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Work Health and Safety Blog

There's so much happening in the world of health & safety. Changes in legislation and requirements, changes in best practice, changes in ... you name it. Here's my take on making it simple. Simply Genius WHS - stop guessing... manage with confidence.

Fatigued workers in construction are a menace to your safety

Maralyn Kastel - Wednesday, July 31, 2013

What is it that makes the discussion of fatigued workers in construction a topic that is seldom addressed, rarely discussed with workers and yet can have a disastrous result?

Is it the “we’re construction workers, and we’re tough” attitude that prevails among workers, or is it the pressure from “above” to just get the job done, with deadlines and the bottom line being the driving force.

Did you know studies have shown that being awake for 17 hours is the equivalent of having a blood alcohol level of 0.05 and being awake for 20 hours is the same as of having a blood alcohol level of between 0.08 and 0.1.  Would you allow your workers to do construction work under the influence of alcohol?

That’s not a good start to a safe working day.  The long hours, pressure to complete the project or a shortage of workers, fatigue is a workplace hazard that needs to be managed with effective risk controls and is just one part of your overall health and safety management. 

Fatigue can be fatal
Through a long term analysis of workers in construction from 1979 through to 1996 and annually therefore it has been found that working greater than 8 hours per day had higher injury rates than those working less than 8 hours per day (15% versus 10%).  The more hours worked the higher the likelihood of an accident and injury.

The study found that work schedules of construction workers differed from workers in other industries in that they started work earlier, worked longer days and fewer weeks and were more likely to hold multiple jobs and to change jobs frequently.

The consequence of fatigued workers in construction is more likely to be a serious accident due to the nature and hazards in the industry.

What are the main risks of fatigue?
In 2009, an industry reference group, the Building Employee Redundancy Trust in Queensland engaged the University of Queensland to survey fatigue levels in civil and commercial construction.

The research showed that fatigue was associated with a significant increase in near misses at work as well as an increase in work-life conflict. Other key findings included:

  • construction workers in all jobs reported fatigue to be highest between 2pm and 4pm
  • workers associated November, December and January with higher levels of fatigue
  • older workers reported higher levels of fatigue
  • the longer the work hours, the higher the level of fatigue
  • the longer the commuting hours per day, the higher the level of fatigue.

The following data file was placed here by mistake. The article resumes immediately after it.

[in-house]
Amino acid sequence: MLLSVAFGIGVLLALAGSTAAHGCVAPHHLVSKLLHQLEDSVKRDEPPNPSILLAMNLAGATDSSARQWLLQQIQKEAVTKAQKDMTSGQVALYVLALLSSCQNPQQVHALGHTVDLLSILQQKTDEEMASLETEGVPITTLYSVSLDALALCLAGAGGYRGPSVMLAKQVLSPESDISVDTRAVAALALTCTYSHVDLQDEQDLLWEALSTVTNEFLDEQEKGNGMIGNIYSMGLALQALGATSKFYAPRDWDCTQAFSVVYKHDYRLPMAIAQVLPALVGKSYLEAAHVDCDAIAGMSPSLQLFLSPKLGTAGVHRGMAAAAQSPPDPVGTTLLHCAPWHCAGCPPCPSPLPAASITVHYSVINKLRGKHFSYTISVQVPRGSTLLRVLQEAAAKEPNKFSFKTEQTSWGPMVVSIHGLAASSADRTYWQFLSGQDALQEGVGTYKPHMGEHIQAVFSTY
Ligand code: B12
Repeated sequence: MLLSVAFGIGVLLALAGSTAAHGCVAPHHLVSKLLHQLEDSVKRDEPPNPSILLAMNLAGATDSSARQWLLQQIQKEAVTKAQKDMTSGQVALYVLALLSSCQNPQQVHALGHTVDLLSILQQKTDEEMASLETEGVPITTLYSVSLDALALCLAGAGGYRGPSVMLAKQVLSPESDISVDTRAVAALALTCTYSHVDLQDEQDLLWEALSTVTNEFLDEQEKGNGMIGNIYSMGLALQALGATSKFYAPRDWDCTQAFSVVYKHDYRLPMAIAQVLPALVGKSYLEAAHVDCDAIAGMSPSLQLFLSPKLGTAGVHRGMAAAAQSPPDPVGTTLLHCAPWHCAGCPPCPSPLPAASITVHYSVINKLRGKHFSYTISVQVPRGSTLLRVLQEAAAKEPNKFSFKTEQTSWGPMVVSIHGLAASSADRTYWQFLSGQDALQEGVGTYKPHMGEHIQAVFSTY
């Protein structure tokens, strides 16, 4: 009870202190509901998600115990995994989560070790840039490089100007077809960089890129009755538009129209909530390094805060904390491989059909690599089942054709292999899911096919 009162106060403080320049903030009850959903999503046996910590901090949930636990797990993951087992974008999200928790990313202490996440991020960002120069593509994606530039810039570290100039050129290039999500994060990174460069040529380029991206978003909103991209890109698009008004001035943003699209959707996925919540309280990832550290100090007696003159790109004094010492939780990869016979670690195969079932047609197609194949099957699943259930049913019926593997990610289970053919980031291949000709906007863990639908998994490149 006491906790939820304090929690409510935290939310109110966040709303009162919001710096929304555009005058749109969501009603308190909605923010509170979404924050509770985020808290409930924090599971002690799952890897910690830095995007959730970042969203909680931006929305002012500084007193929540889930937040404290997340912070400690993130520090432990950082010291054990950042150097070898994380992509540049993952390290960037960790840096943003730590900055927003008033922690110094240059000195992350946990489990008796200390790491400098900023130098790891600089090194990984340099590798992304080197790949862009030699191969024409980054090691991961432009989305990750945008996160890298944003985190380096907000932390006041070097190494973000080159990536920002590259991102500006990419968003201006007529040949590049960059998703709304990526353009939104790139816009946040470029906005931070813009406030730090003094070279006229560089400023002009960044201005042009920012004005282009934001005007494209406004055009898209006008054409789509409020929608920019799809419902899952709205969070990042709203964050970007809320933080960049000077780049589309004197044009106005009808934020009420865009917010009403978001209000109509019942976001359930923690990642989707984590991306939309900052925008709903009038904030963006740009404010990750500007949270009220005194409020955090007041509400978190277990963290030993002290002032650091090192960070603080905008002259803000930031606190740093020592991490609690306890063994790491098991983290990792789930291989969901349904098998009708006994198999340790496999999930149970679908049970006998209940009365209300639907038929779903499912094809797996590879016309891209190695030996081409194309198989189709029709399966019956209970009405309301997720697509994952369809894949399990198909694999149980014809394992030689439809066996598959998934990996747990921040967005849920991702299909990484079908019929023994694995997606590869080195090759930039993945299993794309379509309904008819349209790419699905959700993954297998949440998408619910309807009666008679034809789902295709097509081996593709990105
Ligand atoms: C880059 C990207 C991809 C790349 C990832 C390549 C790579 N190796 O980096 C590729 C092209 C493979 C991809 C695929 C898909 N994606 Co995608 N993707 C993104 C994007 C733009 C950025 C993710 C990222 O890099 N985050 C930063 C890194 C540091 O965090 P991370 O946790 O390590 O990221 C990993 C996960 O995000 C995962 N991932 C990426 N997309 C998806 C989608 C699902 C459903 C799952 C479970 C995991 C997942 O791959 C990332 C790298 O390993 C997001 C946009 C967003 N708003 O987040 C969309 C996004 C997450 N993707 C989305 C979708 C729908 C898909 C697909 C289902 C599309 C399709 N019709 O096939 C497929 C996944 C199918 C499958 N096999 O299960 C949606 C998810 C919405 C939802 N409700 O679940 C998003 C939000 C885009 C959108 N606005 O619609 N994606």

In a separate study, the effects of cognitive and muscular fatigue on individual workers can cause immediate reductions in safe work behaviour, productivity, teamwork and morale. Goldenhar, Hecker,Moir, et al. (2003), found that excessive overtime both within 1 day and across many days adversely affects productivity and that worker productivity was affected by the manner in which overtime jobs were run in terms of timelines and type of supervision.

Fatigue is compounded by lifestyle choices, diet, general health and includes such work-related aspects as scheduling, planning, rest breaks, payment incentives, work demands and the work environment.

Make fatigue a regular topic for discussion
Maintaining a healthy and safe working environment is everyone's responsibility. Reducing physical and mental fatigue helps to keep everyone working effectively and will help achieve a healthy and safe workplace. Bring this topic in from the cold and make it a part of your health and safety system.  Do this by:

  1. Discussing the nature of fatigue with your workers.  Include the effects of fatigue on the individual and the workplace
  2. Make sure workers know the effects of their lifestyle choices and their responsibilities to be “fit for work”
  3. Make sure when planning projects, there is sufficient time for all job tasks and factor in the inevitable delays that occur.
  4. Keep overtime to a minimum
  5. Implement a fatigue management strategy as part of your health & safety management including:
  • appropriate and adequate rest, shade and shelter particularly when there is potential for workers to be exposured to heat stress
  • decreasing the pace of work in extreme heat and during extended work periods
  • discussing the effects of fatigue with workers regularly
  • increase teamwork
  • limit the hours and the number of days where overtime is required
  • increase planning of job activities to reduce the risks
  • encourage worker discussion and involvement in regular toolbox talks

After all, health and safety at work is everyone’s responsibility and we want you to work safe and stay well, it’s your choice.

Related Toolbox Talks

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